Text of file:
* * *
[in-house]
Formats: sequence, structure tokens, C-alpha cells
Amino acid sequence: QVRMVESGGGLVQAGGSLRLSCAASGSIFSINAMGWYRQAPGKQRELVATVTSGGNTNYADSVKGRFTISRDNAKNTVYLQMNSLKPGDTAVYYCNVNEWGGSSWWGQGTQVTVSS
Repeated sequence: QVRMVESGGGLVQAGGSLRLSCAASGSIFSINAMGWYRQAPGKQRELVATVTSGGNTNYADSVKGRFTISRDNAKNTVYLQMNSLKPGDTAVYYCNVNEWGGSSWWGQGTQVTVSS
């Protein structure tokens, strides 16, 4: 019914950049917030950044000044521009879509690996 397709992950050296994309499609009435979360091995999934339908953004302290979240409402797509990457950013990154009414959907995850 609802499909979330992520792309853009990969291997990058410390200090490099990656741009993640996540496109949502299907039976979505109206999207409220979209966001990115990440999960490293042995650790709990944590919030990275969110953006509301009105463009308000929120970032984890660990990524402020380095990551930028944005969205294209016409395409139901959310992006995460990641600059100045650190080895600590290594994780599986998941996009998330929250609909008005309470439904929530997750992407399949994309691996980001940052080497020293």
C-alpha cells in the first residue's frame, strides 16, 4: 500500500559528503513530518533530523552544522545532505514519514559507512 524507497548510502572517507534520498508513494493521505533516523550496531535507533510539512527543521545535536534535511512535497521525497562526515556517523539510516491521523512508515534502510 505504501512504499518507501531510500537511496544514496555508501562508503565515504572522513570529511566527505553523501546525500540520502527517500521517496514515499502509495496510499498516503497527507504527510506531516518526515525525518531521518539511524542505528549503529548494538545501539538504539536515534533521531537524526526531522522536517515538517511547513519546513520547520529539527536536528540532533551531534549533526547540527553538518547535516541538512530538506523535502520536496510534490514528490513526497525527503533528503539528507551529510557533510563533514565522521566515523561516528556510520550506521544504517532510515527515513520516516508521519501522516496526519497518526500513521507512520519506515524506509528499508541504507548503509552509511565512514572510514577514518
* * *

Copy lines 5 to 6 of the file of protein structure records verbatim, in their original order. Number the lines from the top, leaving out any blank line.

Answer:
């Protein structure tokens, strides 16, 4: 019914950049917030950044000044521009879509690996 397709992950050296994309499609009435979360091995999934339908953004302290979240409402797509990457950013990154009414959907995850 609802499909979330992520792309853009990969291997990058410390200090490099990656741009993640996540496109949502299907039976979505109206999207409220979209966001990115990440999960490293042995650790709990944590919030990275969110953006509301009105463009308000929120970032984890660990990524402020380095990551930028944005969205294209016409395409139901959310992006995460990641600059100045650190080895600590290594994780599986998941996009998330929250609909008005309470439904929530997750992407399949994309691996980001940052080497020293």
C-alpha cells in the first residue's frame, strides 16, 4: 500500500559528503513530518533530523552544522545532505514519514559507512 524507497548510502572517507534520498508513494493521505533516523550496531535507533510539512527543521545535536534535511512535497521525497562526515556517523539510516491521523512508515534502510 505504501512504499518507501531510500537511496544514496555508501562508503565515504572522513570529511566527505553523501546525500540520502527517500521517496514515499502509495496510499498516503497527507504527510506531516518526515525525518531521518539511524542505528549503529548494538545501539538504539536515534533521531537524526526531522522536517515538517511547513519546513520547520529539527536536528540532533551531534549533526547540527553538518547535516541538512530538506523535502520536496510534490514528490513526497525527503533528503539528507551529510557533510563533514565522521566515523561516528556510520550506521544504517532510515527515513520516516508521519501522516496526519497518526500513521507512520519506515524506509528499508541504507548503509552509511565512514572510514577514518